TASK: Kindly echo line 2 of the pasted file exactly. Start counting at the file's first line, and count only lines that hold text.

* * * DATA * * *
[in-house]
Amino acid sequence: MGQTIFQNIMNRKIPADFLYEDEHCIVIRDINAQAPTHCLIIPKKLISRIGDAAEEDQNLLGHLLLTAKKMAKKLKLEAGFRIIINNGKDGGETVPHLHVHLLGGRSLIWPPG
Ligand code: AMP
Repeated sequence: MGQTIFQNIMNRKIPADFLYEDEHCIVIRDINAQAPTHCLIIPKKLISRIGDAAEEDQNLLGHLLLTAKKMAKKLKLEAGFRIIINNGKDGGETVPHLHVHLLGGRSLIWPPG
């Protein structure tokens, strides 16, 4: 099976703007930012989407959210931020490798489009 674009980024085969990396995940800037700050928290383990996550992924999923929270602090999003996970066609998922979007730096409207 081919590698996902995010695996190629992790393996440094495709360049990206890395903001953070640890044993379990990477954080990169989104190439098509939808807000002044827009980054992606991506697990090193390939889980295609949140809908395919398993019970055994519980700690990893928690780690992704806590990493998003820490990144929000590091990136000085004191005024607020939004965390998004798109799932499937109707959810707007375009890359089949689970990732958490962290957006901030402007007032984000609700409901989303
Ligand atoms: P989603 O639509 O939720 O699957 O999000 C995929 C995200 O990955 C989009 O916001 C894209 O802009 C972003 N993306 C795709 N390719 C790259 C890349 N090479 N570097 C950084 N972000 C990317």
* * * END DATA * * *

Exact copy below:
Amino acid sequence: MGQTIFQNIMNRKIPADFLYEDEHCIVIRDINAQAPTHCLIIPKKLISRIGDAAEEDQNLLGHLLLTAKKMAKKLKLEAGFRIIINNGKDGGETVPHLHVHLLGGRSLIWPPG